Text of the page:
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Varying legislation and executive orders coupled with needs for energy resiliency have led the United States Air Force (USAF) to pursue sustainable construction. However, the limited understanding of initial costs to implement these changes have contributed to poor project cost estimating, resulting in 62 percent of USAF projects experiencing more than 5 percent cost growth. After reviewing 1628 USAF Military Construction (MILCON) construction projects in 922 category codes (CATCODEs), a twotailed t-test for populations with unequal variance was accomplished on the final normalized contract cost for 340 projects in 16 CATCODEs executed between 2002 and 2017. This analysis provides a large sample size of projects with limited variation as they were built to the same standard. Analysis results comparing pre vs post sustainability requirements show no statistically significant difference in final contract costs for 15 of the 16 CATCODEs. The study also revealed projects are influenced by numerous criteria that impact costs, further highlighting that sustainable standards are a poor indicator of additional project costs. This validates similar research performed outside of the Department of Defense and shows there is not a basis for assigning a cost premium to sustainability requirements. Instead, each project should be considered on a case by case basis.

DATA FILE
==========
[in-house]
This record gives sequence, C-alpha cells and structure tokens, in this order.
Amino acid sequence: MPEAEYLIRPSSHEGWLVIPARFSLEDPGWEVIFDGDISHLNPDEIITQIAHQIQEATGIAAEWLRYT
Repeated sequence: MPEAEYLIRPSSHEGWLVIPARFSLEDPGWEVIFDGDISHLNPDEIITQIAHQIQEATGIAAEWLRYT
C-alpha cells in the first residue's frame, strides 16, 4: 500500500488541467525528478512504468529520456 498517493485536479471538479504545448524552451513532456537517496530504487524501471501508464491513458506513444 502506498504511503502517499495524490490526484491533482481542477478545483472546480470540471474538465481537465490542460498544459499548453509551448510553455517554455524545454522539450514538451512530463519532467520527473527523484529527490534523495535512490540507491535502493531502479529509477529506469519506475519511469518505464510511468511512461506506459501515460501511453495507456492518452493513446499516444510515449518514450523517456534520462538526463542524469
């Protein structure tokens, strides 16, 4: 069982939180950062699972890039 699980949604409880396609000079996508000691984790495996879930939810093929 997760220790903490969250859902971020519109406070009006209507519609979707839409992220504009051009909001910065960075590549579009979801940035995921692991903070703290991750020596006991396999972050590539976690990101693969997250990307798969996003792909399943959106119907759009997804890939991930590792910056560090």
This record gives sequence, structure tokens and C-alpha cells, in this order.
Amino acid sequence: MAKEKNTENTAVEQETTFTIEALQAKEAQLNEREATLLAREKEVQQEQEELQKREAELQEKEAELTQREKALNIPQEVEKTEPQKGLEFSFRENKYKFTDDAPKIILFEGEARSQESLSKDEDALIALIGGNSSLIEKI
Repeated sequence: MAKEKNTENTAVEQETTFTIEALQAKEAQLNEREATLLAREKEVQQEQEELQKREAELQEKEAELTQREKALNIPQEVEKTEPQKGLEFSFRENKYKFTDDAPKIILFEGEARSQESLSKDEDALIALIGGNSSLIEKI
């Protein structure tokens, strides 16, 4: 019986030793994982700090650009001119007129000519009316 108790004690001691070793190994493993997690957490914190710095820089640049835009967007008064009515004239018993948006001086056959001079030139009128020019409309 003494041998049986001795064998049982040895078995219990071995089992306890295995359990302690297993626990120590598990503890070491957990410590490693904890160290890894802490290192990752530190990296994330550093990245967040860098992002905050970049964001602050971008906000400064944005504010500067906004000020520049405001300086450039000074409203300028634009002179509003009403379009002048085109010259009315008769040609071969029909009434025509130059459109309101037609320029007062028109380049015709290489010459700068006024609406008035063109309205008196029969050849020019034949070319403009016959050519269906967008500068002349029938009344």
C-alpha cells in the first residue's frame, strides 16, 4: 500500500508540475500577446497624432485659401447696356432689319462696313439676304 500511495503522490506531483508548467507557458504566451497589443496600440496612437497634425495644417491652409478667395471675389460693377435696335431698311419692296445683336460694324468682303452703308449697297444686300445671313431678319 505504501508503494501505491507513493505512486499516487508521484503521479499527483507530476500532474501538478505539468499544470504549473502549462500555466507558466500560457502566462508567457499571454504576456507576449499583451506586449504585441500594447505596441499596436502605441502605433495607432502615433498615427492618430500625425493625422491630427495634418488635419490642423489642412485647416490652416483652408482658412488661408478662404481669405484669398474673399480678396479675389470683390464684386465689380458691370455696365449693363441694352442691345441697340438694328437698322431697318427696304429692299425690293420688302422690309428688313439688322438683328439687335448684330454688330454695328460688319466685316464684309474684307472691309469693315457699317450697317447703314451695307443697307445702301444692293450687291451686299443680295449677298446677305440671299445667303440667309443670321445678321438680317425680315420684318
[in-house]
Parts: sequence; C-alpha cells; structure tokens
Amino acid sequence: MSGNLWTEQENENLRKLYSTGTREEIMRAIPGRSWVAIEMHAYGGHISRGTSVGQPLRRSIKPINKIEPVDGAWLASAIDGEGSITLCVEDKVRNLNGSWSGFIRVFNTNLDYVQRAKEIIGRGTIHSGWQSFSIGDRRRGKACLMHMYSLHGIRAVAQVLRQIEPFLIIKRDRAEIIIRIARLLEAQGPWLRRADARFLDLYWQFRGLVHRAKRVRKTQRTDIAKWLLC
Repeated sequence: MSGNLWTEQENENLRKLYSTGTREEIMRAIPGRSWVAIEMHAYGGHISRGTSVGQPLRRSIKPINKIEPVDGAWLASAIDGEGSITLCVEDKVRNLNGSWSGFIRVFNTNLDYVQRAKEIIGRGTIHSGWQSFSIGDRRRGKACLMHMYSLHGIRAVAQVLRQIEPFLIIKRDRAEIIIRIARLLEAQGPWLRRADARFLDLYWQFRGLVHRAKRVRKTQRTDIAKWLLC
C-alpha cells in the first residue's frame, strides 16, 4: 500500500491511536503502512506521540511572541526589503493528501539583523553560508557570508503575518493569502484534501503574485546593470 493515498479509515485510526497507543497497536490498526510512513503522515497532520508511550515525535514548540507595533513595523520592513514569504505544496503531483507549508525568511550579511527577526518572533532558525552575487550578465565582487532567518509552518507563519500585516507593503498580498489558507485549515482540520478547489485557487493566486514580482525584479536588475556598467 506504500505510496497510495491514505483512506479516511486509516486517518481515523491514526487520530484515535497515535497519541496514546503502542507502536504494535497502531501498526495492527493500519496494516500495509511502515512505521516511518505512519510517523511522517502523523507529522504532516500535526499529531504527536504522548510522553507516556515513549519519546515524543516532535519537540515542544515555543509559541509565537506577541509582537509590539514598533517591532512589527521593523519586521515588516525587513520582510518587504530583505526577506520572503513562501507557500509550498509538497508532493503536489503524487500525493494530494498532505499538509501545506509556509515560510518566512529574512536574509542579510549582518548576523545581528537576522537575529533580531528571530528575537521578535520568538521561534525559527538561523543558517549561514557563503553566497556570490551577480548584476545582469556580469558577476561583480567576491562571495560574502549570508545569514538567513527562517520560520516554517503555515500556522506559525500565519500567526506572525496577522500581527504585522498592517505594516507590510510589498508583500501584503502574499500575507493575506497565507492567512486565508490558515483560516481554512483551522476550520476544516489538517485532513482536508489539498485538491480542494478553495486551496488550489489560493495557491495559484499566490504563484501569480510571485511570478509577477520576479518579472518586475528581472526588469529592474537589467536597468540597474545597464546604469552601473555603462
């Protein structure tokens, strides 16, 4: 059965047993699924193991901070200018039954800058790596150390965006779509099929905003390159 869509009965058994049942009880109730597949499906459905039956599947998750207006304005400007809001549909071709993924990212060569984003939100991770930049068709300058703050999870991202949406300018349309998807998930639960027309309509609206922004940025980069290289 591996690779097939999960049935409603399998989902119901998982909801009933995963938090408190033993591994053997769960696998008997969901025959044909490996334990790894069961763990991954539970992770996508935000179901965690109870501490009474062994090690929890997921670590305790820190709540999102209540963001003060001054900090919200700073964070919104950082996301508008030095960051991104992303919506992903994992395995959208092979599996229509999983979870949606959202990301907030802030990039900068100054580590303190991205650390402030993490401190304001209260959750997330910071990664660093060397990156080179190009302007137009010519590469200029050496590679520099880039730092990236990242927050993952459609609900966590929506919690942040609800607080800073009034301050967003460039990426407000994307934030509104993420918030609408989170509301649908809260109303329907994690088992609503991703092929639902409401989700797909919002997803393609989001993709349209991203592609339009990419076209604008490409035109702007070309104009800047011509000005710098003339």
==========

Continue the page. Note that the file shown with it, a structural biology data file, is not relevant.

This is an Open Access article published by Dedicated Juncture Researcher’s Association (DJ Publications) and distributed under the terms of the Creative Commons Attribution-NonCommercial-NoDerivatives License (CC BY-NC-ND 4.0), which permits non-commercial re-use, distribution, and reproduction in any medium, provided the original work is properly cited, and is not altered, transformed, or built upon in any way. 

AFIT Scholar attaches a cover page to the article PDF, but no changes to substance or format are made in accordance with the CC BY-NC-ND license cited above.

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Journal of Advances in Civil Engineering